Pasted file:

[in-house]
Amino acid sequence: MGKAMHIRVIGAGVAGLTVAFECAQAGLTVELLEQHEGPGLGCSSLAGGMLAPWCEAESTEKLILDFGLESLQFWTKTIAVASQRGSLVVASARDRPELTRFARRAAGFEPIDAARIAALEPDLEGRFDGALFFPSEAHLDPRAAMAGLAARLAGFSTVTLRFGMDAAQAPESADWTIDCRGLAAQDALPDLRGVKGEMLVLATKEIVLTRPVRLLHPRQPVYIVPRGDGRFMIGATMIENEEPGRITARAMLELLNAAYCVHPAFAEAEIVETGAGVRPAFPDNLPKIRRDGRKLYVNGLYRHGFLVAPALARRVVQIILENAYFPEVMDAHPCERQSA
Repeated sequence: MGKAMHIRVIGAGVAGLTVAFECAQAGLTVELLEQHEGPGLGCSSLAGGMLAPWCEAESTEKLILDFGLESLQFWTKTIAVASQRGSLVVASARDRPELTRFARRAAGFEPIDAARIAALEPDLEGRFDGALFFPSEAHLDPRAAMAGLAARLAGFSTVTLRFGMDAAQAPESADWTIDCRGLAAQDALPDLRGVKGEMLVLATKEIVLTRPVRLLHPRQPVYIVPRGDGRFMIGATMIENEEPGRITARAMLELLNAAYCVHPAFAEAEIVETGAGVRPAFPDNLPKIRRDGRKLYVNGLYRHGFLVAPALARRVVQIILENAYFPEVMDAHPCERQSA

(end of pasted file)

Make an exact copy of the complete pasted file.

[in-house]
Amino acid sequence: MGKAMHIRVIGAGVAGLTVAFECAQAGLTVELLEQHEGPGLGCSSLAGGMLAPWCEAESTEKLILDFGLESLQFWTKTIAVASQRGSLVVASARDRPELTRFARRAAGFEPIDAARIAALEPDLEGRFDGALFFPSEAHLDPRAAMAGLAARLAGFSTVTLRFGMDAAQAPESADWTIDCRGLAAQDALPDLRGVKGEMLVLATKEIVLTRPVRLLHPRQPVYIVPRGDGRFMIGATMIENEEPGRITARAMLELLNAAYCVHPAFAEAEIVETGAGVRPAFPDNLPKIRRDGRKLYVNGLYRHGFLVAPALARRVVQIILENAYFPEVMDAHPCERQSA
Repeated sequence: MGKAMHIRVIGAGVAGLTVAFECAQAGLTVELLEQHEGPGLGCSSLAGGMLAPWCEAESTEKLILDFGLESLQFWTKTIAVASQRGSLVVASARDRPELTRFARRAAGFEPIDAARIAALEPDLEGRFDGALFFPSEAHLDPRAAMAGLAARLAGFSTVTLRFGMDAAQAPESADWTIDCRGLAAQDALPDLRGVKGEMLVLATKEIVLTRPVRLLHPRQPVYIVPRGDGRFMIGATMIENEEPGRITARAMLELLNAAYCVHPAFAEAEIVETGAGVRPAFPDNLPKIRRDGRKLYVNGLYRHGFLVAPALARRVVQIILENAYFPEVMDAHPCERQSA